The number of rumors and patents that have shown up for Dual-Screen Phone is pointing to the fact that in 2018, we will see a lot of OEM coming up with Dual-Screen Mobile devices. Looks like Microsoft will be betting big on this form factor, especially with Windows 10 on ARM, and Snapdragon Processor delivering long battery life.
In a patent application, cited by TheWinCentral, Microsoft has explained their perspective about why Dual Screen folding phones are about to surface dominantly in the market. The patent application, from Microsoft, explains:
 Modern mobile phones and tablets have evolved over recent years to the point where they now possess a broad range of capabilities. They are not only capable of placing and receiving mobile phone calls, multimedia messaging (MMS), and sending and receiving email, but they can also access the Internet, are GPS-enabled, possess considerable processing power and large amounts of memory, and are equipped with high-resolution color liquid crystal displays capable of detecting touch input. As such, today’s mobile phones are general purpose computing and telecommunication devices capable of running a multitude of applications. For example, modern mobile phones can run web browsers, navigation systems, media players and gaming applications.  Along with these enhanced capabilities has come a demand for larger displays to provide a richer user experience. Mobile phone displays have increased in size to the point where they can now consume almost the entire viewing surface of a phone. To increase the size of displays any further would require an increase in the size of the phones themselves. This is not desirable, as users want their mobile phone to fit comfortably in their hand or in a shirt or pants pocket.  As a result, dual-display devices are becoming more popular. With a dual-display device, the mobile phone or tablet can include an open, expanded position where both displays are flush so that the user feels like there is a single integrated display. In a closed, condensed position, both displays are face-to-face so as to protect the displays. In a fully-open position, the dual displays can sit back-to-back so the user needs to flip the device to view the opposing display.
Microsoft also points that dual-display mobiles already have a problem, and its the hinge. The devices are now thinner and hinge-connected with them will protrude out. The hinges will also have to evolve to make sure they go inline with the thin devices.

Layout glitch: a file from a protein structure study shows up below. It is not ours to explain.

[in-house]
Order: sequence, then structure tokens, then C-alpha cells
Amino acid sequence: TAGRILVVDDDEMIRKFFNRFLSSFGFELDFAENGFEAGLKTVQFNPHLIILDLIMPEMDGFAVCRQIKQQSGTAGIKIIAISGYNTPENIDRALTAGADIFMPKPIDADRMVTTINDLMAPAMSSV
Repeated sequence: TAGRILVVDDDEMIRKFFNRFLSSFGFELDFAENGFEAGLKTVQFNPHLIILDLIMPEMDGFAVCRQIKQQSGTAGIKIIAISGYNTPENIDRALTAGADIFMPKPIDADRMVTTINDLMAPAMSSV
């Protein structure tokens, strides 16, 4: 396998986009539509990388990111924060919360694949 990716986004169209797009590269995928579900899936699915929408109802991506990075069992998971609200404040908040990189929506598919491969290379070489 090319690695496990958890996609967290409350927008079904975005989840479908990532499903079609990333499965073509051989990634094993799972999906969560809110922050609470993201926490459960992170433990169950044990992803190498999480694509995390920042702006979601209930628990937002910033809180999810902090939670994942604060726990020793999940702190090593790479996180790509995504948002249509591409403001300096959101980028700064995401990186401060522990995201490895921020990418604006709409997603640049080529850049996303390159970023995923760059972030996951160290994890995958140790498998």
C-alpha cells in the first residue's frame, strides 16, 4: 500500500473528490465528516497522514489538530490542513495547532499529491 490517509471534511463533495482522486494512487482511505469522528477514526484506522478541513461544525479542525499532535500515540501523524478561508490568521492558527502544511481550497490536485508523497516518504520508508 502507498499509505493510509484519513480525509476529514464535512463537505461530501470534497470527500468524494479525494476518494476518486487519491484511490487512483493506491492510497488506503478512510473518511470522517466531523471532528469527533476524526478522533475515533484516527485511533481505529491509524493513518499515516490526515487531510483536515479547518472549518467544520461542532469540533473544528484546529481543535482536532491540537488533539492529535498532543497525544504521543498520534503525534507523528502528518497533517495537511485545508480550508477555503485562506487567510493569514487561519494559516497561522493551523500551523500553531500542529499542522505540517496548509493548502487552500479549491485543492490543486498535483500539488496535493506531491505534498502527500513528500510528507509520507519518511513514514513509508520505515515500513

Hinges for such dual-display devices are problematic. Typically, the hinges can protrude from the device as it switches between positions. As devices continually become thinner, hinges need to be adapted to accommodate the thinner displays without further protrusion from the back of the device as it is opened and closed. Additionally, excess slack can make the two displays feel loosely connected. Other problems include that the displays do not open and close smoothly. Still yet another problem is the ability to stop the displays in any position as the displays are opened and closed. Torque or friction hinges are known and offer resistance to a pivoting motion. However, the friction hinges can be bulky and protrude from the device.  Therefore, it is desirable to provide improved hinges for multiple display devices.
That said, Microsoft is working on a solution which answers this problem. Using this solution, both the display will be able to rotate around each other in 360 degrees with respect to each other.
It will have at least one flexible connection member The hinge mechanism has at least one flexible connection member that follows a generally S-shaped path when the displays are in a tablet position. In some embodiments, a second flexible connection member can be added that follows a mirrored S-shaped path. The S-shaped path of the first flexible connection member and the mirrored S-shape path of the second flexible connection member together create a cross-configuration.